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Peripheral Artery Disease (PAD)

One of the most common forms of vascular disease is peripheral artery disease, or PAD. The Centers for Disease Control and Prevention estimates that approximately 8 million people in the United States have PAD. Although it is easily diagnosed, PAD often goes undiagnosed until it reaches an advanced stage.

The University of Kansas Health System offers sophisticated screening evaluations for PAD, along with the most advanced treatment options. Our team will tailor treatment to meet your individual needs, choosing from a complete range of the latest surgical and minimally invasive procedures to restore blood flow.

What is peripheral artery disease?

Peripheral artery disease is a common but serious disease that occurs when extra cholesterol and other fats circulating in the blood collect in the walls of the arteries that supply blood to your limbs. This buildup, called plaque, can narrow arteries and reduce or block blood flow.

PAD is typically seen in the legs and lower extremities but can also be present in the arteries that carry blood from your heart to your head, arms, kidneys and stomach. Innovations in minimally invasive surgery treat more serious forms of this disease and can provide significantly improved outcomes to halt or slow its progress.

We offer a variety of appointment types. Learn more or call 913-588-1227 to schedule now.

Peripheral artery disease symptoms and risks

The most common symptom of PAD is pain or cramping while walking, typically in the calves or thighs. This pain usually disappears after a few minutes of rest. However, up to 40% of people have no leg pain.

Other peripheral artery disease symptoms include:

  • Cold and numb feet and toes
  • Discoloration of the feet and ankles
  • Foot pain when you are at rest
  • Slow-healing sores

Adults over 50 and African Americans are at an increased risk of developing PAD. Other risk factors include:

Peripheral artery disease diagnosis and screening

Early diagnosis and treatment of peripheral artery disease are essential to decreasing your risk for more serious health problems. The University of Kansas Health System specialists use noninvasive 64-slice CT equipment, which produces high-quality images to accurately diagnose PAD.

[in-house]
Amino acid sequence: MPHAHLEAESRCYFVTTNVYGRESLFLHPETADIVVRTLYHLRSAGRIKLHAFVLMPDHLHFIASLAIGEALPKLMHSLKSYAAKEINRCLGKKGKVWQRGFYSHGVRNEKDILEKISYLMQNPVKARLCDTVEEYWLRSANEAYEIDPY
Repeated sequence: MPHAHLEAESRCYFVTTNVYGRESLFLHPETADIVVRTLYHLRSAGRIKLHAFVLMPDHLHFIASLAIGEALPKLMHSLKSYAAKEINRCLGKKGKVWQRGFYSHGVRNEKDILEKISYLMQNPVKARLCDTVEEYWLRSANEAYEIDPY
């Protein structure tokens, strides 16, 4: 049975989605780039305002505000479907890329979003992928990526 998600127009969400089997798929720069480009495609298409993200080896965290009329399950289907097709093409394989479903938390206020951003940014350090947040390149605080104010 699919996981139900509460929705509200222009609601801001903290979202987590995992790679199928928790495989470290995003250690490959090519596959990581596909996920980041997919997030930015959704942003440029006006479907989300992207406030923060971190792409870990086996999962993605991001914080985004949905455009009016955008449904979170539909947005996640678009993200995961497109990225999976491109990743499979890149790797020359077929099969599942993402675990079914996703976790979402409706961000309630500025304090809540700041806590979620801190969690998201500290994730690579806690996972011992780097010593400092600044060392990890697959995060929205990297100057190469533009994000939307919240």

Proactive PAD screening can reduce your risk for complications. The University of Kansas Health System offers today's most innovative and trusted diagnostic tests:

  • Ankle-brachial index
  • Blood testing
  • CT angiogram
  • Doppler ultrasound

Other screening examinations are available when necessary.

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Are you at risk?

Find out if you are at risk for PAD by taking a brief quiz.
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Peripheral artery disease treatment

PAD can occasionally be treated by medication and lifestyle changes, including quitting smoking, exercising, weight loss and diet changes. Also, minimally invasive procedures such as angioplasty and stenting are used to successfully treat advanced forms of this disease.

Angioplasty and stenting are generally low-risk procedures that result in significantly improved outcomes. In addition, these procedures are performed in an outpatient setting, require mild sedation and permit you to return to your daily routine quickly with an improved quality of life.

Previously, treatment for peripheral artery disease required surgery. In some cases, PAD was considered untreatable. Today, new devices and techniques allow our physicians to provide minimally invasive treatments for peripheral artery disease:

  • Atherectomy removes plaque from the artery by delicately shaving the narrowed segment.

  • Cryoplasty balloons open narrowed arteries to prevent excessive scar tissue and possible blockage recurrence.

  • This type of catheterization uses heat from a laser or radio frequency-emitting electrode to clear blockages.

  • Stents hold arteries open with wire-mesh tubes. The latest versions are more flexible and resistant to bending and kinking. Some stents are lined with the same material as traditional surgical bypass grafts. These effectively create an endovascular bypass.

The combined expertise of our cardiologists, vascular specialists and interventional radiologists ensures you will receive the best possible care.

Why choose us for peripheral artery disease treatment

The vascular team at The University of Kansas Health System includes a team of doctors from multiple specialties. Interventional cardiologists, cardiothoracic surgeons, vascular surgeons and interventional radiologists work together to provide you with comprehensive care in one location. These heart and vascular specialists are leaders in their field and use the most current treatment options.

Your care team will develop a customized treatment plan using a comprehensive range of the latest minimally invasive procedures to restore blood flow. These procedures result in a faster recovery, shorter hospital stay, reduced risk of infection and less pain and scarring.

As a patient, you may be eligible to participate in clinical trials for PAD. You'll have the opportunity to receive the most advanced drug therapies or procedures only available in a clinical trial. Your physician will discuss any clinical trials appropriate for your condition.